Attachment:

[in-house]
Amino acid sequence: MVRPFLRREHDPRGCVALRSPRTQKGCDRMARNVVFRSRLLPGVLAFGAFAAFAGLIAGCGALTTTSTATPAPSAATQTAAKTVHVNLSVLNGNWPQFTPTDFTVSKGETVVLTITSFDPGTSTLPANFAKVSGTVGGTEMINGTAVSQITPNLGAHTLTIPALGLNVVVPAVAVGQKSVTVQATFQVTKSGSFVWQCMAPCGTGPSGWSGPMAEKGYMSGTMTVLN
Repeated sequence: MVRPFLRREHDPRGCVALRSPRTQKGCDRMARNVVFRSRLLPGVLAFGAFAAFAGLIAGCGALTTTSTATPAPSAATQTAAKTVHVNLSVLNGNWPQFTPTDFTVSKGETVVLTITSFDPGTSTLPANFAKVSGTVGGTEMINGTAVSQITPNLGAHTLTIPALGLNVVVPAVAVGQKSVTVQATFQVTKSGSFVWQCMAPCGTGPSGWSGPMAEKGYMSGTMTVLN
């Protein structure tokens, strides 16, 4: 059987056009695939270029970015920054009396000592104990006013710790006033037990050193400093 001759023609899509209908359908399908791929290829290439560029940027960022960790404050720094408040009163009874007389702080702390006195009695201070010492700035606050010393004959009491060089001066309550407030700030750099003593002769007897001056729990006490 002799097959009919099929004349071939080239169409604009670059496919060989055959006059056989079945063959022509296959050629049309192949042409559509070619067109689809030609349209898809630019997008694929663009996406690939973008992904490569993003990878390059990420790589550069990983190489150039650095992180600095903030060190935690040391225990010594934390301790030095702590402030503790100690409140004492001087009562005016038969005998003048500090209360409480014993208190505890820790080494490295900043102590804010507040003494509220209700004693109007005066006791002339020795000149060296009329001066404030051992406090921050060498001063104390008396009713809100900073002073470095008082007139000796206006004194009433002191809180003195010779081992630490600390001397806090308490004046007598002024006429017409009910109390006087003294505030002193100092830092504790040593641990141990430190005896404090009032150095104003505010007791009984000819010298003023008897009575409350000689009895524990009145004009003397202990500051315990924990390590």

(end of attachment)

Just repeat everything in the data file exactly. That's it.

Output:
[in-house]
Amino acid sequence: MVRPFLRREHDPRGCVALRSPRTQKGCDRMARNVVFRSRLLPGVLAFGAFAAFAGLIAGCGALTTTSTATPAPSAATQTAAKTVHVNLSVLNGNWPQFTPTDFTVSKGETVVLTITSFDPGTSTLPANFAKVSGTVGGTEMINGTAVSQITPNLGAHTLTIPALGLNVVVPAVAVGQKSVTVQATFQVTKSGSFVWQCMAPCGTGPSGWSGPMAEKGYMSGTMTVLN
Repeated sequence: MVRPFLRREHDPRGCVALRSPRTQKGCDRMARNVVFRSRLLPGVLAFGAFAAFAGLIAGCGALTTTSTATPAPSAATQTAAKTVHVNLSVLNGNWPQFTPTDFTVSKGETVVLTITSFDPGTSTLPANFAKVSGTVGGTEMINGTAVSQITPNLGAHTLTIPALGLNVVVPAVAVGQKSVTVQATFQVTKSGSFVWQCMAPCGTGPSGWSGPMAEKGYMSGTMTVLN
């Protein structure tokens, strides 16, 4: 059987056009695939270029970015920054009396000592104990006013710790006033037990050193400093 001759023609899509209908359908399908791929290829290439560029940027960022960790404050720094408040009163009874007389702080702390006195009695201070010492700035606050010393004959009491060089001066309550407030700030750099003593002769007897001056729990006490 002799097959009919099929004349071939080239169409604009670059496919060989055959006059056989079945063959022509296959050629049309192949042409559509070619067109689809030609349209898809630019997008694929663009996406690939973008992904490569993003990878390059990420790589550069990983190489150039650095992180600095903030060190935690040391225990010594934390301790030095702590402030503790100690409140004492001087009562005016038969005998003048500090209360409480014993208190505890820790080494490295900043102590804010507040003494509220209700004693109007005066006791002339020795000149060296009329001066404030051992406090921050060498001063104390008396009713809100900073002073470095008082007139000796206006004194009433002191809180003195010779081992630490600390001397806090308490004046007598002024006429017409009910109390006087003294505030002193100092830092504790040593641990141990430190005896404090009032150095104003505010007791009984000819010298003023008897009575409350000689009895524990009145004009003397202990500051315990924990390590």